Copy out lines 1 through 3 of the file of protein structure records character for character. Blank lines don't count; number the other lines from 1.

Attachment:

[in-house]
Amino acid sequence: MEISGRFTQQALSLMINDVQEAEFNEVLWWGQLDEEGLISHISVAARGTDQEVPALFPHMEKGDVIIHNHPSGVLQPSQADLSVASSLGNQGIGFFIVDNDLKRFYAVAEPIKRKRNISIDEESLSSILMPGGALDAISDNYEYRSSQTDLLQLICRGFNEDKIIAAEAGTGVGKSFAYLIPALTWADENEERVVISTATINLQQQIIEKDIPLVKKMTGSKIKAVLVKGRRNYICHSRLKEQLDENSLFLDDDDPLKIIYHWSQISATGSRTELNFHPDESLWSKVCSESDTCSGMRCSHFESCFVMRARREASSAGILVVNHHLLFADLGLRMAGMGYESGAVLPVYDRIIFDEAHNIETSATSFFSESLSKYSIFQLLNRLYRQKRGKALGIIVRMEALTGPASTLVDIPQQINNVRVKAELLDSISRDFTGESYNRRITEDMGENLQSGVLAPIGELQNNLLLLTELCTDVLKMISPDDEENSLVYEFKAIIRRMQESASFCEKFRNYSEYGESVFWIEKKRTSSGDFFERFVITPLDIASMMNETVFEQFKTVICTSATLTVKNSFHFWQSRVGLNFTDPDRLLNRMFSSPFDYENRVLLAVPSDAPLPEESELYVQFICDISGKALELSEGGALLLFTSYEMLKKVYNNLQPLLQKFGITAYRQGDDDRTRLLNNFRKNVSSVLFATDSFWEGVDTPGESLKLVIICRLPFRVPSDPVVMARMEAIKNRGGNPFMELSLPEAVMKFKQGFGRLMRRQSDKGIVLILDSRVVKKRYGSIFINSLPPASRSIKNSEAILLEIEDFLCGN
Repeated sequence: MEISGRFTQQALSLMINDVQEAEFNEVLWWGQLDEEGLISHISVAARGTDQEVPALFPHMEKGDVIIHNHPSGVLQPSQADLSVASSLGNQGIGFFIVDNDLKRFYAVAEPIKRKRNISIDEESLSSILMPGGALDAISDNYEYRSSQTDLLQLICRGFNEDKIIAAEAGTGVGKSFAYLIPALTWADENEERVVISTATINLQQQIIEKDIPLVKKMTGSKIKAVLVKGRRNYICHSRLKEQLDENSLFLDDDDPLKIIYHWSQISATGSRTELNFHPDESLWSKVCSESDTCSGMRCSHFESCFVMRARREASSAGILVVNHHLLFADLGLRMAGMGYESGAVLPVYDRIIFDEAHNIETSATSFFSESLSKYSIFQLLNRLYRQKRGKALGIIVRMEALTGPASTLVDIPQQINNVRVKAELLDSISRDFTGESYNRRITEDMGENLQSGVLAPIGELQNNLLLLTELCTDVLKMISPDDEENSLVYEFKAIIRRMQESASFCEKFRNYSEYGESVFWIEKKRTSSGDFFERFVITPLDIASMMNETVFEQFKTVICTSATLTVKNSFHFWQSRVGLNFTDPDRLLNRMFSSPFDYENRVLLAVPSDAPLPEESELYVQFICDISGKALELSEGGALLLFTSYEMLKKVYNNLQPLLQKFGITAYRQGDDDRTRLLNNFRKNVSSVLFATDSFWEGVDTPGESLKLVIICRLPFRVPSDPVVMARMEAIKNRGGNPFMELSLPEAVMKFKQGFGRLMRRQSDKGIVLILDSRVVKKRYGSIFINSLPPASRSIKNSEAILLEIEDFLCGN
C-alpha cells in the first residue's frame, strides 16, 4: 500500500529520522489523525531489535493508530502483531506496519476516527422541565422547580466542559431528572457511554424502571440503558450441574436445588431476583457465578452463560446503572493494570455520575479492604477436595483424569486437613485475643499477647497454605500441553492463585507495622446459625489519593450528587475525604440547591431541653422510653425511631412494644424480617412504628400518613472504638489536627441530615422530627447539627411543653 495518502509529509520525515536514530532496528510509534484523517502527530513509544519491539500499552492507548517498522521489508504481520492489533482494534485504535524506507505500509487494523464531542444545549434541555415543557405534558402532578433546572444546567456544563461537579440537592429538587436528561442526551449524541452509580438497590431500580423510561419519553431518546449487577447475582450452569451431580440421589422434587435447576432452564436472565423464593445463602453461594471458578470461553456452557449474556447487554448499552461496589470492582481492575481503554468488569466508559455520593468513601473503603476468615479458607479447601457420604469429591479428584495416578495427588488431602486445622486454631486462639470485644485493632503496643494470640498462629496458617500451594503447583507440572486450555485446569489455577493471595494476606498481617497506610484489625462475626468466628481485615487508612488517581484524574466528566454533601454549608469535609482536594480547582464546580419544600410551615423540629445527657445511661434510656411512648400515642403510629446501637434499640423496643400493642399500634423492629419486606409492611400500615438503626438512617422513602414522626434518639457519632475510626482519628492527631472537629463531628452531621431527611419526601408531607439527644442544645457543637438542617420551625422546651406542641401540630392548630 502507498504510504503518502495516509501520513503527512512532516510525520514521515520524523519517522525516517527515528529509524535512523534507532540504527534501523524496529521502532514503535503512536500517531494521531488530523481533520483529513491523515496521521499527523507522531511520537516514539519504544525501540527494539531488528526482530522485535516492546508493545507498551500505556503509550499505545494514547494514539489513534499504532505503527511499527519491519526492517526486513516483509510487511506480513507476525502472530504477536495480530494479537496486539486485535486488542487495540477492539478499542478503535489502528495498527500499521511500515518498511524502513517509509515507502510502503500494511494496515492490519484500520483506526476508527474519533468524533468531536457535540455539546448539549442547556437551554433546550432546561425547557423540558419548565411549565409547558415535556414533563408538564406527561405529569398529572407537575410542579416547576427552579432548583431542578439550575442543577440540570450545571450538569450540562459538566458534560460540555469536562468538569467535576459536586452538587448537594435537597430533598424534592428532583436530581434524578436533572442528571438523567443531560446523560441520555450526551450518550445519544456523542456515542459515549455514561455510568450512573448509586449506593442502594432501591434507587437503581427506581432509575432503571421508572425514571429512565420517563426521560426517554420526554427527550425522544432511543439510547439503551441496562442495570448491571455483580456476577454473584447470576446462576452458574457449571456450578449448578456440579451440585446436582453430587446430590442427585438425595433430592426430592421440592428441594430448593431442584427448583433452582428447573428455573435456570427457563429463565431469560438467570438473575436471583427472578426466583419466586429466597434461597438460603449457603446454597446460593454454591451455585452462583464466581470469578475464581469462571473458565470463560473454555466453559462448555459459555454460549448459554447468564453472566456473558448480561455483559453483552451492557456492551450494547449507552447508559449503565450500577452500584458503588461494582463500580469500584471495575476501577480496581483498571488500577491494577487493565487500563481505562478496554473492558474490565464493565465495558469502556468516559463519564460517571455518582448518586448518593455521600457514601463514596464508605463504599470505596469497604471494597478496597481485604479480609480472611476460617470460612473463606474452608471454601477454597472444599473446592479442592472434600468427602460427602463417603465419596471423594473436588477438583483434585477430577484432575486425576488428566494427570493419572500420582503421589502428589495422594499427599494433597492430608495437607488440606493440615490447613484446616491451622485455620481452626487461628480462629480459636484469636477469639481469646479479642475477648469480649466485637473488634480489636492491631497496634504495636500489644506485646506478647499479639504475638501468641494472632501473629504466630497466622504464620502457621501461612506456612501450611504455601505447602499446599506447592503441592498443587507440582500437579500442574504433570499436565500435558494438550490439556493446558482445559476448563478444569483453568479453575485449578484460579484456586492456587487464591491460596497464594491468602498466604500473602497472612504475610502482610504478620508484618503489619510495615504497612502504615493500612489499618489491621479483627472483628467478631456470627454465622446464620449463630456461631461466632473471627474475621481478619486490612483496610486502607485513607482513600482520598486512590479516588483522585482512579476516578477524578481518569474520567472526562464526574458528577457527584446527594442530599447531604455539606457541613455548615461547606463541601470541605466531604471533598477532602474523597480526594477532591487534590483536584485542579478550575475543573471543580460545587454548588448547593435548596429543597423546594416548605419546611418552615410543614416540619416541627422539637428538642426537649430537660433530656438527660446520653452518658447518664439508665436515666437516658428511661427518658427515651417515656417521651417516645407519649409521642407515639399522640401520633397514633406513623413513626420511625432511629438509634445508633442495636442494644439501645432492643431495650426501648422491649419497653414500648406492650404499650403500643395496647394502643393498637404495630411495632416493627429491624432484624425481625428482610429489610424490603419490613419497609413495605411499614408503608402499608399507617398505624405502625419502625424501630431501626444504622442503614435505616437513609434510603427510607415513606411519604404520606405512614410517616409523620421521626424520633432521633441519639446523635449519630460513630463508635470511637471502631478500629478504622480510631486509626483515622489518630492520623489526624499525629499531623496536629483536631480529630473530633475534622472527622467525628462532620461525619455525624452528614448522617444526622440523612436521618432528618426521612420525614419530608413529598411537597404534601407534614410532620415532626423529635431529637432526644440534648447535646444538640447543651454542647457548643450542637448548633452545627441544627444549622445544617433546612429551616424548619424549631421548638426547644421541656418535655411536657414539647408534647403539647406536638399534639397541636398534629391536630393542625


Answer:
[in-house]
Amino acid sequence: MEISGRFTQQALSLMINDVQEAEFNEVLWWGQLDEEGLISHISVAARGTDQEVPALFPHMEKGDVIIHNHPSGVLQPSQADLSVASSLGNQGIGFFIVDNDLKRFYAVAEPIKRKRNISIDEESLSSILMPGGALDAISDNYEYRSSQTDLLQLICRGFNEDKIIAAEAGTGVGKSFAYLIPALTWADENEERVVISTATINLQQQIIEKDIPLVKKMTGSKIKAVLVKGRRNYICHSRLKEQLDENSLFLDDDDPLKIIYHWSQISATGSRTELNFHPDESLWSKVCSESDTCSGMRCSHFESCFVMRARREASSAGILVVNHHLLFADLGLRMAGMGYESGAVLPVYDRIIFDEAHNIETSATSFFSESLSKYSIFQLLNRLYRQKRGKALGIIVRMEALTGPASTLVDIPQQINNVRVKAELLDSISRDFTGESYNRRITEDMGENLQSGVLAPIGELQNNLLLLTELCTDVLKMISPDDEENSLVYEFKAIIRRMQESASFCEKFRNYSEYGESVFWIEKKRTSSGDFFERFVITPLDIASMMNETVFEQFKTVICTSATLTVKNSFHFWQSRVGLNFTDPDRLLNRMFSSPFDYENRVLLAVPSDAPLPEESELYVQFICDISGKALELSEGGALLLFTSYEMLKKVYNNLQPLLQKFGITAYRQGDDDRTRLLNNFRKNVSSVLFATDSFWEGVDTPGESLKLVIICRLPFRVPSDPVVMARMEAIKNRGGNPFMELSLPEAVMKFKQGFGRLMRRQSDKGIVLILDSRVVKKRYGSIFINSLPPASRSIKNSEAILLEIEDFLCGN
Repeated sequence: MEISGRFTQQALSLMINDVQEAEFNEVLWWGQLDEEGLISHISVAARGTDQEVPALFPHMEKGDVIIHNHPSGVLQPSQADLSVASSLGNQGIGFFIVDNDLKRFYAVAEPIKRKRNISIDEESLSSILMPGGALDAISDNYEYRSSQTDLLQLICRGFNEDKIIAAEAGTGVGKSFAYLIPALTWADENEERVVISTATINLQQQIIEKDIPLVKKMTGSKIKAVLVKGRRNYICHSRLKEQLDENSLFLDDDDPLKIIYHWSQISATGSRTELNFHPDESLWSKVCSESDTCSGMRCSHFESCFVMRARREASSAGILVVNHHLLFADLGLRMAGMGYESGAVLPVYDRIIFDEAHNIETSATSFFSESLSKYSIFQLLNRLYRQKRGKALGIIVRMEALTGPASTLVDIPQQINNVRVKAELLDSISRDFTGESYNRRITEDMGENLQSGVLAPIGELQNNLLLLTELCTDVLKMISPDDEENSLVYEFKAIIRRMQESASFCEKFRNYSEYGESVFWIEKKRTSSGDFFERFVITPLDIASMMNETVFEQFKTVICTSATLTVKNSFHFWQSRVGLNFTDPDRLLNRMFSSPFDYENRVLLAVPSDAPLPEESELYVQFICDISGKALELSEGGALLLFTSYEMLKKVYNNLQPLLQKFGITAYRQGDDDRTRLLNNFRKNVSSVLFATDSFWEGVDTPGESLKLVIICRLPFRVPSDPVVMARMEAIKNRGGNPFMELSLPEAVMKFKQGFGRLMRRQSDKGIVLILDSRVVKKRYGSIFINSLPPASRSIKNSEAILLEIEDFLCGN